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Internet

Networks strained by push

A new study claims that push technologies are gobbling up excessive bandwidth on corporate networks.

    A new study adds its voice to the cry that push technologies are gobbling up excessive bandwidth on corporate networks and provides figures to support its findings.

    While push pioneers such as PointCast have been lauded for broadcasting customized news right to users' computers, a study released yesterday indicated that almost a fifth of corporate network traffic stems from push technologies. This is disproportionately high considering that push technology is only used by 12 percent of users, the study says.

    For the study, market research firm Optimal Networks collected just under 100GB of data from the PCs of 4,000 users at six unnamed Fortune 500 companies to determine trends in Internet use during a four-month period last year. The broadcast networks and home pages that generated the largest percentage of information, measured in bytes, were ranked highest. The PointCast Network and home page topped the list.

    Netscape, whose home page is the original default site for users of the Navigator browser, ranked second.

    The study noted that "Netscape's home page is extremely popular, accounting for 12 percent of network traffic generated by 70 percent of users, and yet the PointCast Network, in use by only 12 percent of users, is generating 17 percent of all traffic."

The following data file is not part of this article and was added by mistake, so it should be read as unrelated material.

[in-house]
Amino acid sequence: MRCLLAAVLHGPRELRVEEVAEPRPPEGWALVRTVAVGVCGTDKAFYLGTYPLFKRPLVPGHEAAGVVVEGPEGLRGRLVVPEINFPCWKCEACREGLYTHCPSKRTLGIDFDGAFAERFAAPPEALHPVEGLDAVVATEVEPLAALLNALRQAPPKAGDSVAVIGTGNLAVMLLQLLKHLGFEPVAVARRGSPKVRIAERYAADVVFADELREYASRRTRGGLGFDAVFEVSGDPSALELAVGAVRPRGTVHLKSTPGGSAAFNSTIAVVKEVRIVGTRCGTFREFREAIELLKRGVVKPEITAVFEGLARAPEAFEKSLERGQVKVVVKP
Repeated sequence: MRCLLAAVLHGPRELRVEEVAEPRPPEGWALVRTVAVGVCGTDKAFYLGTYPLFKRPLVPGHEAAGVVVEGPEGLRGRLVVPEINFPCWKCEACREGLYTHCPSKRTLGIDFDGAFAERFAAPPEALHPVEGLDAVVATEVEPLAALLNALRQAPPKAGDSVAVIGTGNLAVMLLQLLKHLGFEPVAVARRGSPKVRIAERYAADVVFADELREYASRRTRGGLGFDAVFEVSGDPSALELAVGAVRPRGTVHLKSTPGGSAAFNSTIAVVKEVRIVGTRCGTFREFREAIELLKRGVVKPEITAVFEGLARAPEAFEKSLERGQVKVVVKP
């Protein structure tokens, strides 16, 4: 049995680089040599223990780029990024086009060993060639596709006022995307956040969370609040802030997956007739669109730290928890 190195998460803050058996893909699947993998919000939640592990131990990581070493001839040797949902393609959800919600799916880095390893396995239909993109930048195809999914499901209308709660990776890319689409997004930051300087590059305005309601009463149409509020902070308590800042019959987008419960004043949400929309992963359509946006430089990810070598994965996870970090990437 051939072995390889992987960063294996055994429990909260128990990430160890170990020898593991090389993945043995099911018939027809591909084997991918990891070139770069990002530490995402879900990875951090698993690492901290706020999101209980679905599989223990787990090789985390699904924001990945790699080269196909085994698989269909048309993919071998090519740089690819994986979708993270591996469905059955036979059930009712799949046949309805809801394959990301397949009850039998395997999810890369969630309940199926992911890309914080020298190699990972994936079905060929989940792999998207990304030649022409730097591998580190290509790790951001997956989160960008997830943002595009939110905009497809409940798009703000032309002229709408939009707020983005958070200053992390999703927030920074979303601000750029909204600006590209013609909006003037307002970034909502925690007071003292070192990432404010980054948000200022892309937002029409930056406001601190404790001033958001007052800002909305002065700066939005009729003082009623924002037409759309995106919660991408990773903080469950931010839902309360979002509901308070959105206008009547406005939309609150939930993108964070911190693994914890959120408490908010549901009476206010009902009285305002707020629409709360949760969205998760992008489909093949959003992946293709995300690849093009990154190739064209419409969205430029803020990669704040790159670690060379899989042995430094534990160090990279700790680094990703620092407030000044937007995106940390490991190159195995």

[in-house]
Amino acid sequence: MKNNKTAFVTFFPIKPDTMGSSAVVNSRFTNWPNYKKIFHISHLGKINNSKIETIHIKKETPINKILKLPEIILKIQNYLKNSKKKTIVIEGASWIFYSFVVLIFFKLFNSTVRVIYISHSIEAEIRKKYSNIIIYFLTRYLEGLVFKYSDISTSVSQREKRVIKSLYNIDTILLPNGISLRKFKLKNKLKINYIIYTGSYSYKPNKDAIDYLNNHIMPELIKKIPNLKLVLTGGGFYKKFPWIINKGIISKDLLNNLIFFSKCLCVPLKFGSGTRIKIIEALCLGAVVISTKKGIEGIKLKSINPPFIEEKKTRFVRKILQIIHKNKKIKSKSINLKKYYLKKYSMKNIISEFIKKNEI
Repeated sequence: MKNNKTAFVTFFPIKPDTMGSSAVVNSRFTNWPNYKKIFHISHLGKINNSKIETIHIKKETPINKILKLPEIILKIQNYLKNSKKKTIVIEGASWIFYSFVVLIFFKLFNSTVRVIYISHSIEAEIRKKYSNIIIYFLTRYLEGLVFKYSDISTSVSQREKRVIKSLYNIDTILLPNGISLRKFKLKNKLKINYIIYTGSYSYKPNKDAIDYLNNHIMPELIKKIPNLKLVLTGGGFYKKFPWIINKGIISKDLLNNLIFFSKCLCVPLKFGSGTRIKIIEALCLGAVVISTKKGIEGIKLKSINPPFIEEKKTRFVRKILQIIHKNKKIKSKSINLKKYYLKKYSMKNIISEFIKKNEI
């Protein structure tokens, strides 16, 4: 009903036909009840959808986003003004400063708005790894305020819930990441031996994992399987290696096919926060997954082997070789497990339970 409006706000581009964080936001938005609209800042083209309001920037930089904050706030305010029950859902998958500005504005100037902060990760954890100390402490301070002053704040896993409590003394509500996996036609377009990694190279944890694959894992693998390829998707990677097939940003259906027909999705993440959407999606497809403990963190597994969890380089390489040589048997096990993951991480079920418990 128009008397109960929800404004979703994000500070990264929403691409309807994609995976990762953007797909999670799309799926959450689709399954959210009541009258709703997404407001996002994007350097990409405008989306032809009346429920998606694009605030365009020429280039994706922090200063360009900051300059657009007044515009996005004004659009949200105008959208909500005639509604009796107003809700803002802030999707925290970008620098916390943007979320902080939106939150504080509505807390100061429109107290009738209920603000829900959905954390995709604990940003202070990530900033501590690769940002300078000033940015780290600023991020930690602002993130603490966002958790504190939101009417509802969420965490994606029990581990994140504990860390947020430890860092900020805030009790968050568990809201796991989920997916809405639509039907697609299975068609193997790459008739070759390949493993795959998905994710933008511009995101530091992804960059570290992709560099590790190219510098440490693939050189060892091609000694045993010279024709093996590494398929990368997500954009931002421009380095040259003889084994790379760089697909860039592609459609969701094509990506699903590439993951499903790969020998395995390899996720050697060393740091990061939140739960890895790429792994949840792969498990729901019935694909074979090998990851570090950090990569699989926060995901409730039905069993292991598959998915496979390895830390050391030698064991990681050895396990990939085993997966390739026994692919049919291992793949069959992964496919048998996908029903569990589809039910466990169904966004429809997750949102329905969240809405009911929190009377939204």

Companies do have options that can relieve network strain. Optimal's study also concluded that employees will shift Internet use for entertainment purposes from work to home if they are aware that they are being monitored.

    Jeannette Gibson, a spokesperson for PointCast, pointed out that companies need to monitor all employee use of the Internet. They also can conserve network resources by storing copies of information on intranets rather than forcing users to reach out individually to the Internet, she said. PointCast was aware of the study but unaware of the methodology that was used to support its claims, she added.

    PointCast, pleasantly surprised by the widespread popularity of its service launched last February, has taken steps to reduce its bandwidth usage. It has released the "I-Server", a "smart" proxy server that sits behind a company's firewall and allows employees to "fetch" information without having to go through the firewall.

    The study expressed surprise that "information sites" that offer news, weather, financial updates, and search engines are far more popular with employees than entertainment sites. Even more surprising, at least to the researchers, was that "adult content" sites were viewed by only two percent of those surveyed.

    The ten sites that generated the most data on users' desktops were, in order, PointCast, Netscape, Yahoo, Adobe, ESPNet Sportszone, CNN, Yahoo Finance, Microsoft, USA Today, Quicken Financial Network, and Excite.